Its long been known that breastfeeding passes valuable protection from the mother to her child, but there are other unique cells that prevent passing harmful viruses from the mother to her unborn child; researchers at Magee-Women’s Research Institute and the University of Pittsburgh School of Medicine have found that cells in the placenta can prevent unborn children from becoming infected with viruses from their mother.
Though the research suggests that it is the placenta that is keeping the child safe from viruses, the research team is still unclear as to how this actually happens. Up until the study, it was usually thought that the placenta was just a barrier between a fetus and its mother, but now it could be something much more important and necessary for the development of the fetus. "Our findings reveal some of the complex and elegant mechanisms human placental cells, called trophoblasts, have evolved to keep viruses from infecting cells," said Dr. Sadovsky, the lead researcher for the study. "We hope that we can learn from this to devise new therapies against viral infections."
The findings that the research team uncovered were a result of studying human trophoblast cells and exposing them to a panel of viruses. Unlike non-placental cells, trophoblasts were resistant to viral infection. However, that characteristic was not a result of an inability of viruses to bind or enter the cells. The research team noticed that when the medium, or fluid environment, into which the trophoblasts were cultured was transferred to non-placental cells like those that line blood vessels, they became resistant to viral infection as well.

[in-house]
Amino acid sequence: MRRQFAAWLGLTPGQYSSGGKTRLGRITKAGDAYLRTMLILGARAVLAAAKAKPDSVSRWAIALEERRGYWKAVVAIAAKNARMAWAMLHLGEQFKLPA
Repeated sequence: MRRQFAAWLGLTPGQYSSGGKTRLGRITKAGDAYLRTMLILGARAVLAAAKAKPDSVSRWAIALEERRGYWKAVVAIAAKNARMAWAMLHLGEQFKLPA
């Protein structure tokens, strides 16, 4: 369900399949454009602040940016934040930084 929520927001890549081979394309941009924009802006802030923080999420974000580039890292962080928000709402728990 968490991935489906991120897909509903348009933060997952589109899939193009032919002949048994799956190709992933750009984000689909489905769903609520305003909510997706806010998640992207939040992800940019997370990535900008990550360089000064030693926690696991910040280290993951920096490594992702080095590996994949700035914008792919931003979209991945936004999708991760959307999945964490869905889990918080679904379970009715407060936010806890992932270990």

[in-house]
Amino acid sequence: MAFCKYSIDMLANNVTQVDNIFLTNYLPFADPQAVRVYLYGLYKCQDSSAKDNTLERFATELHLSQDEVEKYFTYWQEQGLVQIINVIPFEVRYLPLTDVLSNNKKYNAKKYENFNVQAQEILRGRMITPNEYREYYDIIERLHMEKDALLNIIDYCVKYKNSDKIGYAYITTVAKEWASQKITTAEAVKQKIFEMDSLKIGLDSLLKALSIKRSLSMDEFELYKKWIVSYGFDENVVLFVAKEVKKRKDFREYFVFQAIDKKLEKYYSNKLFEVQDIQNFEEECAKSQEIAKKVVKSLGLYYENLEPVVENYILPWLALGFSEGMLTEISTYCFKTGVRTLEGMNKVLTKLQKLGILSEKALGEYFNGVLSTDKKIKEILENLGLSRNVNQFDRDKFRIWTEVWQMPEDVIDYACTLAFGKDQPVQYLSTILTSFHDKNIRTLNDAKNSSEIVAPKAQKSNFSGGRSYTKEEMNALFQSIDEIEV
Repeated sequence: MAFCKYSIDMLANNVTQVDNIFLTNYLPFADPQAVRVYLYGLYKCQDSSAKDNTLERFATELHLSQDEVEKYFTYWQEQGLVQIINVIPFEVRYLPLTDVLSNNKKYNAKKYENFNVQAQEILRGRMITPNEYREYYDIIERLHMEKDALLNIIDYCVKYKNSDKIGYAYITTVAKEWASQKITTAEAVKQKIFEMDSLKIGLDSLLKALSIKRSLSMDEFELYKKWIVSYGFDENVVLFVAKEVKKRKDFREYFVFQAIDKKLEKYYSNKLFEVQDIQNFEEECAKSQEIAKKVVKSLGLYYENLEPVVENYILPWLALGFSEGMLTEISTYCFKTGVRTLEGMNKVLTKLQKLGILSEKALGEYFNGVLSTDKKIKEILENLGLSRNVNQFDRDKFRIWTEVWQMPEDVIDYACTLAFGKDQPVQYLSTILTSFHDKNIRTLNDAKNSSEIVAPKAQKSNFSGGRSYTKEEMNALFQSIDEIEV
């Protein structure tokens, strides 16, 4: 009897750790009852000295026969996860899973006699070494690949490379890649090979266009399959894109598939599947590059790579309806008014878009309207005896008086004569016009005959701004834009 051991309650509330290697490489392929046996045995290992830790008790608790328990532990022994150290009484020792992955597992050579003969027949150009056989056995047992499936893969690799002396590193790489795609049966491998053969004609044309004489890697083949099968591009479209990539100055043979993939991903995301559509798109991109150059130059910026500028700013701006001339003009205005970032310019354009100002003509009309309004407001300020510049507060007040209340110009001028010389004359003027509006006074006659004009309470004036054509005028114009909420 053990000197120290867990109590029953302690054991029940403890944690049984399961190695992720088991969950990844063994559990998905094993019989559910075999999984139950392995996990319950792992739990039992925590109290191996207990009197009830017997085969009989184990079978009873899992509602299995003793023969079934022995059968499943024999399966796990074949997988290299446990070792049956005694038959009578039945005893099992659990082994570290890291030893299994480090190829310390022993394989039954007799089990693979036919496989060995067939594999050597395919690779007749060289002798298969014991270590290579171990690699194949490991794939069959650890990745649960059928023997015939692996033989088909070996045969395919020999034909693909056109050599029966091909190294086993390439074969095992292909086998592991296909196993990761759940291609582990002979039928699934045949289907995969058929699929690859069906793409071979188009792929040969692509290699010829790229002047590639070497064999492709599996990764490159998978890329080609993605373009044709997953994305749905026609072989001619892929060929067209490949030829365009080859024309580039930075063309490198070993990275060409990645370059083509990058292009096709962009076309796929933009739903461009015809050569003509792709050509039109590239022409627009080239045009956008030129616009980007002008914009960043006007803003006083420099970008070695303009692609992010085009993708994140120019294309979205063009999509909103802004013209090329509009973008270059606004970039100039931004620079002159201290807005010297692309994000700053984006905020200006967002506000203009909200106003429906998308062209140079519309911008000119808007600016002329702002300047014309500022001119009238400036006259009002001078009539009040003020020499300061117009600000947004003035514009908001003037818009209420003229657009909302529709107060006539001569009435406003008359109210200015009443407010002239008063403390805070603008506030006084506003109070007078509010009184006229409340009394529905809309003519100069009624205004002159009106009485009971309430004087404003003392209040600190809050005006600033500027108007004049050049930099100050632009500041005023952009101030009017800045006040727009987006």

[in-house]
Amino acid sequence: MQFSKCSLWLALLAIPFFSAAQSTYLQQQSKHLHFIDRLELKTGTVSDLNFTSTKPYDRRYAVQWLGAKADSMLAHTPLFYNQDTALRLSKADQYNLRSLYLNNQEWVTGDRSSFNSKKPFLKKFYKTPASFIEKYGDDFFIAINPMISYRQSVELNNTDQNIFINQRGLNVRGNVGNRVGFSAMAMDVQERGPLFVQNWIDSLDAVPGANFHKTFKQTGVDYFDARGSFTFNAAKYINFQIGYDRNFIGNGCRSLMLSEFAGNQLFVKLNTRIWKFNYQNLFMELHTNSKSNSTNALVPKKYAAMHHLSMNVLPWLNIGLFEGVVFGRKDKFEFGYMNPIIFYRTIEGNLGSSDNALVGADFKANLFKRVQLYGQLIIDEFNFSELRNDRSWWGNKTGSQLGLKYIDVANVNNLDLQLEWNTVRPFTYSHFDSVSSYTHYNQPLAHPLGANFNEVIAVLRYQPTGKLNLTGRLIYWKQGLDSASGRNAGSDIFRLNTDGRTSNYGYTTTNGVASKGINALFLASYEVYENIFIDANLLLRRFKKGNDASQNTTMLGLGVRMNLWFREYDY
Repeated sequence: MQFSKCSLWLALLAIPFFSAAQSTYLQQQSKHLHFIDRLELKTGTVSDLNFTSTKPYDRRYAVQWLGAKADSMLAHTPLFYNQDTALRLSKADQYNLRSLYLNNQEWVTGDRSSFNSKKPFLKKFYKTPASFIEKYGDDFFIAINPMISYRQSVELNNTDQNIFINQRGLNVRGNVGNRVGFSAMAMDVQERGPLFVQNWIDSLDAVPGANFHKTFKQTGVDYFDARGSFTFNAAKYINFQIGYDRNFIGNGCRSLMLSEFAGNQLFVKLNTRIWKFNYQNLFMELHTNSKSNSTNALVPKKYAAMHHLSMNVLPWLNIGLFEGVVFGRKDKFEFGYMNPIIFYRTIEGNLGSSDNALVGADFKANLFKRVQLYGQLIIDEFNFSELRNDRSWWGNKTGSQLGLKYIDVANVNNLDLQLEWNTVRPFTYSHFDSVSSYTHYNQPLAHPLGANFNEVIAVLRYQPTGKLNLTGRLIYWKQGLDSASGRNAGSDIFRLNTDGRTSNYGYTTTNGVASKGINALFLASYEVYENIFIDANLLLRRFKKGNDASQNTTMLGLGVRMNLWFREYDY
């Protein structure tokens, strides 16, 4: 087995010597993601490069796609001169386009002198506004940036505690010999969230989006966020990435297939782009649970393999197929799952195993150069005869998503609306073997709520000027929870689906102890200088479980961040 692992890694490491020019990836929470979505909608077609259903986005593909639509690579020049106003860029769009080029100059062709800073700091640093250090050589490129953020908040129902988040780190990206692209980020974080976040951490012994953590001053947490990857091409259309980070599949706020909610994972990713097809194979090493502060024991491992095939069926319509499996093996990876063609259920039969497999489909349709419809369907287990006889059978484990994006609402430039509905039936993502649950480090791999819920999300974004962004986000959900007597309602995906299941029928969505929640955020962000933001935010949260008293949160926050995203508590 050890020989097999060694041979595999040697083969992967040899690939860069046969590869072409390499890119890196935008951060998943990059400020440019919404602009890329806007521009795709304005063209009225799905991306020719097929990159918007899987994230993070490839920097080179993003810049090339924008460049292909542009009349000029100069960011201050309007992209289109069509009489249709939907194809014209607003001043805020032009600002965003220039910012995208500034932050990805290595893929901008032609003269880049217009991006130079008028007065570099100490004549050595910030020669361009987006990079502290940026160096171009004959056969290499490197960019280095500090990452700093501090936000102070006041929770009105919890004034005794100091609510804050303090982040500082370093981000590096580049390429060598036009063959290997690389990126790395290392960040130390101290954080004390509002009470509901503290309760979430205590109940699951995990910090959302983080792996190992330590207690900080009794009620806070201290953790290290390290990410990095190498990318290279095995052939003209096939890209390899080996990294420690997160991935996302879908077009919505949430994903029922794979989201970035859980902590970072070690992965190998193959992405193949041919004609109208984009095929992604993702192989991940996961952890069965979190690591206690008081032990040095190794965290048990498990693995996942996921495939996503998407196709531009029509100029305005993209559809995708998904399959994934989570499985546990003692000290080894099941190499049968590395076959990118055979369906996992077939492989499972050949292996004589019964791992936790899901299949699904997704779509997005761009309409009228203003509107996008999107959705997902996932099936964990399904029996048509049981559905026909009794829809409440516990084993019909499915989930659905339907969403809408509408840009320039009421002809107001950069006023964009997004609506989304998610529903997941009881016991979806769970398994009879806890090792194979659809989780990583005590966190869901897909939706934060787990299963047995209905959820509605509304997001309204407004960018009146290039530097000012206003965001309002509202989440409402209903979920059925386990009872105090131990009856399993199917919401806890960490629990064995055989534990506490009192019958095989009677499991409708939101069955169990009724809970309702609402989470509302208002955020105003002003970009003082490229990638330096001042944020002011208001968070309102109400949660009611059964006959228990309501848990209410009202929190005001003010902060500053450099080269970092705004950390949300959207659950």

During these tests, the researchers observed that when the medium was exposed to sonication, or exposure to sound waves, viral resistance was no longer transferred to non-placental cells. This finding led them to take a closer look at tiny spheres called nanovesicles that are secreted by trophoblasts and are sensitive to sonication, they are also called exosomes. The team found that bits of genetic material called microRNAs contained within the exosomes were able to induce autophagy, which is a process of prolonged cellular recycling and survival. By blocking autophagy, vulnerability to viral infections moderately restored the cells.
The data collected from the research has led the team to believe that there could be ways of protecting fetuses from viruses in more efficient ways. Co-senior investigator of the study, Dr. Coyne, even believes that "we might be able to use these microRNAs to reduce the risk of viral infection in other cells outside of pregnancy, or perhaps to treat diseases where enhancing autophagy would be beneficial."
- Elizabeth Delorme-Axford, Et al. Human placental trophoblasts confer viral resistance to recipient cells. PNAS, 2013 DOI: 10.1073/pnas.1304718110
- University of Pittsburgh Schools of the Health Sciences (2013, July 1). Placental cells may prevent viruses from passing from mother to baby. Science Daily.